George Hunsinger, The Eucharist and Ecumenism: Let us Keep the Feast (Cambridge: Cambridge University Press, 2008): 184-5:A few observations:
“Called into being by proclamation, and ruled by the authority of scripture, the church is a creature of God’s Word (creatura verbum Dei). Founded in baptism and nourished by the eucharist, the church is also a creature of the sacraments (creatura sacramenti). While the Word is the normative vehicle of Christ’s self-witness, it is also the vehicle of his self-impartation to faith. In turn, while the sacraments are more nearly vehicles of his self-mediation, they are also vehicles of his self-witness at the same time.”
- Don’t let the capitalization throw you: whether talking about the “Word” or the “sacraments,” Hunsinger will finally refer them both to Jesus Christ as their “dimension of depth,” to steal a phrase that Hunsinger in turn stole from TF Torrance. In other words, both Word and Sacrament refer first and foremost to Jesus Christ: he is their basic form. There are then derivative forms - Scripture and preaching, on the one hand; baptism and eucharist, on the other – with their own intersecting relations and orderings.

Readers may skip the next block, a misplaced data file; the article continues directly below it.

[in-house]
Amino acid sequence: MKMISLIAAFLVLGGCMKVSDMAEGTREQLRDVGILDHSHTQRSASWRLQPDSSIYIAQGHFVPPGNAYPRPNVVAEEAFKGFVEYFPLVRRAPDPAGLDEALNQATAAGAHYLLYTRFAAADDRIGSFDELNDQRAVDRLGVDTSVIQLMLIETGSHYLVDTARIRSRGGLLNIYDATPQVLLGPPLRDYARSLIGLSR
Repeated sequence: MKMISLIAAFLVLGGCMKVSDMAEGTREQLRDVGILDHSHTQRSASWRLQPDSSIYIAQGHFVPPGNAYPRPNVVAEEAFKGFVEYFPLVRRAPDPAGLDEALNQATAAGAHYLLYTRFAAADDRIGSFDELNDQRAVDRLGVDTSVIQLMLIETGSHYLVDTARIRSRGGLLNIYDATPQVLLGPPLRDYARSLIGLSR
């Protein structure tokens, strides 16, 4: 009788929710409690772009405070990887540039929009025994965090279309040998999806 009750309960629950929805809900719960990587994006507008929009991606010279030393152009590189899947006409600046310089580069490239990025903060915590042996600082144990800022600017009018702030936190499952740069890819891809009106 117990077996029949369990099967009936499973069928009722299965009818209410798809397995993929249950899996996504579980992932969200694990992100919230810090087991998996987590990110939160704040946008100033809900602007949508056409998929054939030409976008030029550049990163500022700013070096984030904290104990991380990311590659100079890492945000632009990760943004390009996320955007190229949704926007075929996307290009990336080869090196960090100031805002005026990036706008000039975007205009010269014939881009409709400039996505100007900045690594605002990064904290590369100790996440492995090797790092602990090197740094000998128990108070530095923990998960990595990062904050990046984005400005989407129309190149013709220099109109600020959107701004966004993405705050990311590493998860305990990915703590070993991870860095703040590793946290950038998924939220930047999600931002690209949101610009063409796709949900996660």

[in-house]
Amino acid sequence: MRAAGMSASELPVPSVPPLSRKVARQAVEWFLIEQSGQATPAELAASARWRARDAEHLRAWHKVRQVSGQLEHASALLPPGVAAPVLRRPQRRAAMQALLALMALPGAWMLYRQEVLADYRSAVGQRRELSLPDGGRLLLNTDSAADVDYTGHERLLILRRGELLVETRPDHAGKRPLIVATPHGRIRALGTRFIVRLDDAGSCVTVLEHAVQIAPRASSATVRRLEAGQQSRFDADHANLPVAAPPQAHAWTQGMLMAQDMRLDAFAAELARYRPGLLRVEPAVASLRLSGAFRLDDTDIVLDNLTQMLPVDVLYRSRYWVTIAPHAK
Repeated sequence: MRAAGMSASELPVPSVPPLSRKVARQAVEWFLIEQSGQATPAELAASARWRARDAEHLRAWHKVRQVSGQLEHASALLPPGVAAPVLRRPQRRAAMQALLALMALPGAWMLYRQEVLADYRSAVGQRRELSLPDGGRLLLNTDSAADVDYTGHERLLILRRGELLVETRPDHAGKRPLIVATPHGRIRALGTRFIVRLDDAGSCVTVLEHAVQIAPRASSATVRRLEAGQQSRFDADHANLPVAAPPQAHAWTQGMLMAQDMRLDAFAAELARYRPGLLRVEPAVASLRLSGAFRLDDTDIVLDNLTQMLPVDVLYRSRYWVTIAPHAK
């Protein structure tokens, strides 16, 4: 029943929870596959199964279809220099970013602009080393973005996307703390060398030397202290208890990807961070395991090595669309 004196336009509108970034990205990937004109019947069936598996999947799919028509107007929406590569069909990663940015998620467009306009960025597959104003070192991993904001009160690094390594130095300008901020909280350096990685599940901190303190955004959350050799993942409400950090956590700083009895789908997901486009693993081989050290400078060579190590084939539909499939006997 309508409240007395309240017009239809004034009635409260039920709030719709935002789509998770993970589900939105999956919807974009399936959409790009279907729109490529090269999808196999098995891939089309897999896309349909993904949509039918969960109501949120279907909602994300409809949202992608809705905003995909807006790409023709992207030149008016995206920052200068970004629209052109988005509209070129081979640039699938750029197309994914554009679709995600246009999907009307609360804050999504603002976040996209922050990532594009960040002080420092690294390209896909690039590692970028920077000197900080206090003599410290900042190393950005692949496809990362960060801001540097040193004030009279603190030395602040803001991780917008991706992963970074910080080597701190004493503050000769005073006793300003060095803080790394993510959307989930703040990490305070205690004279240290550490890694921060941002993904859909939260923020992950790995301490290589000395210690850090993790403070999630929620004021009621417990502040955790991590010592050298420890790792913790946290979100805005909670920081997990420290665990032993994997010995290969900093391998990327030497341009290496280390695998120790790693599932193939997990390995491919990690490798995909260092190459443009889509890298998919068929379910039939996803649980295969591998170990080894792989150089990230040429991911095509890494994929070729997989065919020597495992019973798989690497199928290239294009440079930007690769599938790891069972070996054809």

- Word and Sacrament, for Hunsinger, do the same things (self-witness / self-impartation) albeit with different emphases and in different aspects.
- There would seem to be an asymmetrical ordering of these two activities of Jesus Christ in which Word and Sacrament are instruments, namely, self-witness and self-impartation. While we would certainly not want to separate them from each other – every act of self-witness is also an act of self-impartation, and vice-versa – Jesus Christ’s self-witness must be basic. Calvin’s doctrine of union with Christ suggests this, for instance. For Calvin (cf. Institutes, 3.1) the way in which the Holy Spirit unites us with Christ (self-impartation) is through awakening us to faith - which Calvin later defines as a sure and certain knowledge of God's benevolence to us (Ibid, 3.2.7; self-witness). While this knowledge is clearly embodied - that is, not intellectual in a reductive sense - it is still fundamentally knowledge as opposed to experience, feeling, or some other designation.
- As a parallel to this, there is a fundamental and asymmetrical distinction – I would argue – between the way in which the church is a creature of the Word (“called into being”) and the way in which it is a creature of the sacraments (“founded” and “nourished”). The former is basic to the latter, establishing the church’s existence which is then built up by the sacraments.